On Sunday, Jan. 5, I had the privilege to attend an event at MetLife Stadium in East Rutherford, N.J., that happens only once every seven-and-a-half years.

No, I am not referring to a Giants home win, but the Siyum Hashas. The Siyum Hashas is the completion of Daf Yomi, a cycle of learning one page of the Talmud each day, which culminates in completing the entire Talmud once every seven-and-a-half years. Around 90,000 Jews gathered for this incredible celebration, joined by tens of thousands, if not hundreds of thousands via live streaming, including close to 20,000 at the Barclays Center in Brooklyn, N.Y.

Besides my desire to be there to personally witness such an event, I attended because I was chaperoning teens from across the country (22 from Maryland, 350 in total) to kick off our national NCSY Yarchei Kallah weekend.

Yarchei Kallah is held each year over winter break. It is a weekend where Jewish teens from all different religious backgrounds come together from across the country to grow, study and learn to appreciate their Judaism and their heritage.

Each year, I look forward to this weekend, and it is definitely one of the highlights of my year. To witness firsthand Jewish teens coming together for the sole purpose of growth over their winter break is beyond words. It is truly a sight to see!

This year’s program was purposely scheduled to begin on Jan. 1 in order for us to bring all the Yarchei Kallah attendees to the Siyum Hashas at MetLife Stadium. To be honest, it was a huge gamble. We had no idea what to expect. So many things were stacked against us. This event was not being run by our organization, it was going to be extremely cold outside, and it was an environment that many of our teens were not accustomed to.

However, I was forgetting a key factor in all of my concerns —- and this is the concept brought down in regard to Yosef Hatzadik, Joseph the Righteous One. Those past few weeks, we have seen the story of Joseph play out, from his being sold by his brothers into slavery, his tumultuous time in Egypt, and finally with his rise in power and the ultimate reunion with his brothers and family. This entire saga begins with us being told that “Joseph was but a lad,” he engaged in childish things.

What is the Torah trying to teach us by specifying this description? There is an explanation given to us by Rabbi Aharon from Karlin which explains this in an unbelievable way. What the Torah is teaching us by calling him a lad is regarding Joseph’s mindset, that despite his challenges, despite everything he went through, Joseph maintained the perception of a young one, the attitude of a lad.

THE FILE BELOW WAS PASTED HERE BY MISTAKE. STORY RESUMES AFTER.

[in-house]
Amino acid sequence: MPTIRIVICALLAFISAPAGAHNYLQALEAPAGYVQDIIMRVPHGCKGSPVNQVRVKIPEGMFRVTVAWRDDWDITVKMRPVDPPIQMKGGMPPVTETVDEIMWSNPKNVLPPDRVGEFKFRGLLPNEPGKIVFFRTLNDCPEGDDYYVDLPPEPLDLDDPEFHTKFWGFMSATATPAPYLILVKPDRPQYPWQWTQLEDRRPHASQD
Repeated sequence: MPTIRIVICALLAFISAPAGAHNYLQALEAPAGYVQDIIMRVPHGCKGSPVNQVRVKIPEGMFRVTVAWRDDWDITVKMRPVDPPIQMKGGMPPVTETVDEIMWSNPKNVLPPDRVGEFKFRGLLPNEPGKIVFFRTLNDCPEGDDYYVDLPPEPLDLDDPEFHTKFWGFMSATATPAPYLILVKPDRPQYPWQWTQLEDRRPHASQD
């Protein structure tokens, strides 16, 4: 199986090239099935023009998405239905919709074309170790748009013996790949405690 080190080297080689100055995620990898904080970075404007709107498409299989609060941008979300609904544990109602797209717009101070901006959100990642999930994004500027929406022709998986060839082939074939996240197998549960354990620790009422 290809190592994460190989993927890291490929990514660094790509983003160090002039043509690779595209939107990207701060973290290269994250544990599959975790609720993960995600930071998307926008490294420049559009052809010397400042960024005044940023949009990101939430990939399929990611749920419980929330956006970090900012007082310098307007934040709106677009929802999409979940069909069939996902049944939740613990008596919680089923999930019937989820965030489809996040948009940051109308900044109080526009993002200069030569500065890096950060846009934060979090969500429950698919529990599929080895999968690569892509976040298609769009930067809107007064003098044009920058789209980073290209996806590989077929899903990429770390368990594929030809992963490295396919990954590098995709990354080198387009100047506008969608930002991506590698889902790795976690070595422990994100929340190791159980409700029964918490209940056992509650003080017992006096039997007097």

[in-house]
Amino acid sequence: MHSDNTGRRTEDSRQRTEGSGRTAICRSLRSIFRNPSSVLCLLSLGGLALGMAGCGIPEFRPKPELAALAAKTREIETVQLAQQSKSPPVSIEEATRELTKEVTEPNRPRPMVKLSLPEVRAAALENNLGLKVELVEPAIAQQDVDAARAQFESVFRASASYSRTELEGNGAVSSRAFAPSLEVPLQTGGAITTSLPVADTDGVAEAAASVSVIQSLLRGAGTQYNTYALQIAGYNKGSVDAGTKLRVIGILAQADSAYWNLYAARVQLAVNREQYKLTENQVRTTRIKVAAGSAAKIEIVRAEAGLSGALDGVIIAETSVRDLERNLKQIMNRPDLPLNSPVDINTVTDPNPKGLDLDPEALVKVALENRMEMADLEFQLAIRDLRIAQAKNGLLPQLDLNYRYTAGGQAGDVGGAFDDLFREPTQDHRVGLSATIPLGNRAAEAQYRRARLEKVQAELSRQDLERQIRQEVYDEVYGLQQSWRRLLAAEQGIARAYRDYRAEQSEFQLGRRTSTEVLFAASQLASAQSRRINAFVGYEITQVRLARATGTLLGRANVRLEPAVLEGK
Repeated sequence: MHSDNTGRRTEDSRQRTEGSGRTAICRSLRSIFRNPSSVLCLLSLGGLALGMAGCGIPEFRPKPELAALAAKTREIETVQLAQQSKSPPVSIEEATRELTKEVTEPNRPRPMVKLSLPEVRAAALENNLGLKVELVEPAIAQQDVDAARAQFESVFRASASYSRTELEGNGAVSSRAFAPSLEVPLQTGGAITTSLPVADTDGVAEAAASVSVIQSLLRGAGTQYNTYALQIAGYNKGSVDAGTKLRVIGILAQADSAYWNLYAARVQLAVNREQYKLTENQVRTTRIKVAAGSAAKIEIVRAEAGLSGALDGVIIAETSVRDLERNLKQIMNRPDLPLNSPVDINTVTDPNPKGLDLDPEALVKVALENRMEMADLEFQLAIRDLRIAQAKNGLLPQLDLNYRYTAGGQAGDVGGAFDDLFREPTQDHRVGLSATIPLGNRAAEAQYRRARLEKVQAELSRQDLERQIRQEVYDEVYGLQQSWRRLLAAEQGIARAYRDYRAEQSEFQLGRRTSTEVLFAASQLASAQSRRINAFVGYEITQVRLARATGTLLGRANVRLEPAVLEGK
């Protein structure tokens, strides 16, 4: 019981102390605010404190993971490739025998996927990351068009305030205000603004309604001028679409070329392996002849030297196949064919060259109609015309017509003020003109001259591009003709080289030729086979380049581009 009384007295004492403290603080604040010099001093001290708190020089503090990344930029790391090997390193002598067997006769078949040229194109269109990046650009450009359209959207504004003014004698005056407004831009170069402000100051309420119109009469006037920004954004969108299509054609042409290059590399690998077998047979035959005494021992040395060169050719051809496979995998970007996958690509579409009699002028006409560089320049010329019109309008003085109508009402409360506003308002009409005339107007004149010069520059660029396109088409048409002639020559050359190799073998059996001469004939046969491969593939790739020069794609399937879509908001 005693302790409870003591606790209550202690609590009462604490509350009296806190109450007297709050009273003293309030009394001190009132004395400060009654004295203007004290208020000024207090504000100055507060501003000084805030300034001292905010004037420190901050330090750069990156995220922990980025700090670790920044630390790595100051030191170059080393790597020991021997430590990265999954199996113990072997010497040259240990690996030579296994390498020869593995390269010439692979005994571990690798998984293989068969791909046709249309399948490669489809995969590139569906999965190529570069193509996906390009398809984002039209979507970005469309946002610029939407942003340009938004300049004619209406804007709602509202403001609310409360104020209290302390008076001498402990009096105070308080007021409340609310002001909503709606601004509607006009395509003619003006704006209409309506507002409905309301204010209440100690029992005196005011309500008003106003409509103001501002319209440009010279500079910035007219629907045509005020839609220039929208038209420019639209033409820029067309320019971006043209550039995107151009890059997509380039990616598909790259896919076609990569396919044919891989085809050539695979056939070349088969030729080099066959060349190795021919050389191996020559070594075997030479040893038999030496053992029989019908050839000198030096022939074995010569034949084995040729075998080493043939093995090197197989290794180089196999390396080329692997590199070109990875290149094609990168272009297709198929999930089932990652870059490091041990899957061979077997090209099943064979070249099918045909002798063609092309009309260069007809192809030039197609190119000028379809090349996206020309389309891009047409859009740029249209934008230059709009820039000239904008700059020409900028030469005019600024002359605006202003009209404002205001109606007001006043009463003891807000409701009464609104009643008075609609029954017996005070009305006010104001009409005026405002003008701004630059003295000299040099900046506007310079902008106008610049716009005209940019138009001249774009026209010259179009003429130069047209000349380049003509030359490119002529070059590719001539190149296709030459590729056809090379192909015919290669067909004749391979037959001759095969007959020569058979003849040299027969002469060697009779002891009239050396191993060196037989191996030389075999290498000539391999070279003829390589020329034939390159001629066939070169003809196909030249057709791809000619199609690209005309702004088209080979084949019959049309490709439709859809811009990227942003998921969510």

He maintained his optimism, hopes and dreams. What the Torah is telling us is that like Joseph, we also need to maintain a youthful passion for life, the energy and the enthusiasm that we had when we were younger.

Our teens have shown me time and time again that what they desire most of all is to grow, learn and gain from their experiences. What I sometimes fail to remember is that our teens aren’t yet jaded by life! They are excited to try new things and experience new opportunities that are sent their way.

Was it cold? Of course. Was it different? Most definitely. But that didn’t prevent our teens from taking it all in. The Siyum Hashas experience was an an absolutely worthwhile investment to kick-start an unbelievable weekend.

The message we need to learn from our teens is the same message we learn from Joseph. Harness the passion, energy and enthusiasm that we all had in our youth and infuse it into our current lives in everything that we do. This will enable us to become happier and more fulfilled. We spend so much of our time telling our teens what they need to do in order to be successful in their lives, sometimes it’s worthwhile to take a step back and learn from them how to be successful in our lives.

Wishing everyone a happy, healthy and successful new year.

Rabbi Mordi Spero is Baltimore City coordinator for NCSY Atlantic Seaboard.

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